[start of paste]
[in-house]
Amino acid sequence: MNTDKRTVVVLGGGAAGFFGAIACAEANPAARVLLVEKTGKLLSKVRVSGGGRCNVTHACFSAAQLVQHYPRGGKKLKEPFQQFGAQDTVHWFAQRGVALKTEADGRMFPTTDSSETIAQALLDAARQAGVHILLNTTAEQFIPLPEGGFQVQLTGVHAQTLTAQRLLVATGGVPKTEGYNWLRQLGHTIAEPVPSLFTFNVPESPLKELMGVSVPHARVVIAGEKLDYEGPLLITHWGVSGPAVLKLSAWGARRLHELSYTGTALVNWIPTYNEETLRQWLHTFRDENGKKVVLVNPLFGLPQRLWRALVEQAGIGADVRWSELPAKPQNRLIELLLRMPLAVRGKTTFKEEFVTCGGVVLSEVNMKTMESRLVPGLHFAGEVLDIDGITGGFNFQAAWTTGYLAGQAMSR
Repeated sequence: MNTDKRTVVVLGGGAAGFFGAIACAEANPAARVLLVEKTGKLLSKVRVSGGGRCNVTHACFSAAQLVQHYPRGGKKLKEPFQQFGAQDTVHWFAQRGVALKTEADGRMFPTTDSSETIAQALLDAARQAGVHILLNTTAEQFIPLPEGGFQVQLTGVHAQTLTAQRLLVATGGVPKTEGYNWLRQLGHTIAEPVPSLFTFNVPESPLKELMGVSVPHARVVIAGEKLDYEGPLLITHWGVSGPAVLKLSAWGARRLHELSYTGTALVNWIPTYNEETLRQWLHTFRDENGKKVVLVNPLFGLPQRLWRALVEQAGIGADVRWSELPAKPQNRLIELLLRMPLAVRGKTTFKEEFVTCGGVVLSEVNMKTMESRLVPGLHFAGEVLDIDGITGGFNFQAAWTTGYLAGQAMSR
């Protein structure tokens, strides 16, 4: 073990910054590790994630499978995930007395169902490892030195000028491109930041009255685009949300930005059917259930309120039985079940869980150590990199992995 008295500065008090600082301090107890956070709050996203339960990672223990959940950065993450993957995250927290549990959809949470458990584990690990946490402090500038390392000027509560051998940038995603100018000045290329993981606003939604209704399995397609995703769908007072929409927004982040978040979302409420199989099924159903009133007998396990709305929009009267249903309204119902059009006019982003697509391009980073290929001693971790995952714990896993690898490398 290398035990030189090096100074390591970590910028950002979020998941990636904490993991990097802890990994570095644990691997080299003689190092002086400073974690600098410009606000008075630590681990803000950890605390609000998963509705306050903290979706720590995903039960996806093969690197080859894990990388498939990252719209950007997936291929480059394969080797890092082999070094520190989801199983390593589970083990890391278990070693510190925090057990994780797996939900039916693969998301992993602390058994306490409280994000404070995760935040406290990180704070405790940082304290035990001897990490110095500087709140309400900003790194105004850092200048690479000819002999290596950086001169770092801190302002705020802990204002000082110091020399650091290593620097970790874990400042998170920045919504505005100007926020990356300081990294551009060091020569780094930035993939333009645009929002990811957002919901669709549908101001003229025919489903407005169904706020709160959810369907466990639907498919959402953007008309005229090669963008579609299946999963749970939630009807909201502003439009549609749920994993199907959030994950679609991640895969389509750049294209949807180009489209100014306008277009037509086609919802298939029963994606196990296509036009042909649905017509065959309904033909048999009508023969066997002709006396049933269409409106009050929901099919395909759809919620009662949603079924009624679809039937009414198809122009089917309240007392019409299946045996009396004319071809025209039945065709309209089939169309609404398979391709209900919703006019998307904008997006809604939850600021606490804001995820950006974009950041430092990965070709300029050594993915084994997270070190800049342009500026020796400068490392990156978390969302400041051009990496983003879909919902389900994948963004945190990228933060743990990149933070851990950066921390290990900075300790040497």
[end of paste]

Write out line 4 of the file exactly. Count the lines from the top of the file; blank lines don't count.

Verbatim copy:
């Protein structure tokens, strides 16, 4: 073990910054590790994630499978995930007395169902490892030195000028491109930041009255685009949300930005059917259930309120039985079940869980150590990199992995 008295500065008090600082301090107890956070709050996203339960990672223990959940950065993450993957995250927290549990959809949470458990584990690990946490402090500038390392000027509560051998940038995603100018000045290329993981606003939604209704399995397609995703769908007072929409927004982040978040979302409420199989099924159903009133007998396990709305929009009267249903309204119902059009006019982003697509391009980073290929001693971790995952714990896993690898490398 290398035990030189090096100074390591970590910028950002979020998941990636904490993991990097802890990994570095644990691997080299003689190092002086400073974690600098410009606000008075630590681990803000950890605390609000998963509705306050903290979706720590995903039960996806093969690197080859894990990388498939990252719209950007997936291929480059394969080797890092082999070094520190989801199983390593589970083990890391278990070693510190925090057990994780797996939900039916693969998301992993602390058994306490409280994000404070995760935040406290990180704070405790940082304290035990001897990490110095500087709140309400900003790194105004850092200048690479000819002999290596950086001169770092801190302002705020802990204002000082110091020399650091290593620097970790874990400042998170920045919504505005100007926020990356300081990294551009060091020569780094930035993939333009645009929002990811957002919901669709549908101001003229025919489903407005169904706020709160959810369907466990639907498919959402953007008309005229090669963008579609299946999963749970939630009807909201502003439009549609749920994993199907959030994950679609991640895969389509750049294209949807180009489209100014306008277009037509086609919802298939029963994606196990296509036009042909649905017509065959309904033909048999009508023969066997002709006396049933269409409106009050929901099919395909759809919620009662949603079924009624679809039937009414198809122009089917309240007392019409299946045996009396004319071809025209039945065709309209089939169309609404398979391709209900919703006019998307904008997006809604939850600021606490804001995820950006974009950041430092990965070709300029050594993915084994997270070190800049342009500026020796400068490392990156978390969302400041051009990496983003879909919902389900994948963004945190990228933060743990990149933070851990950066921390290990900075300790040497």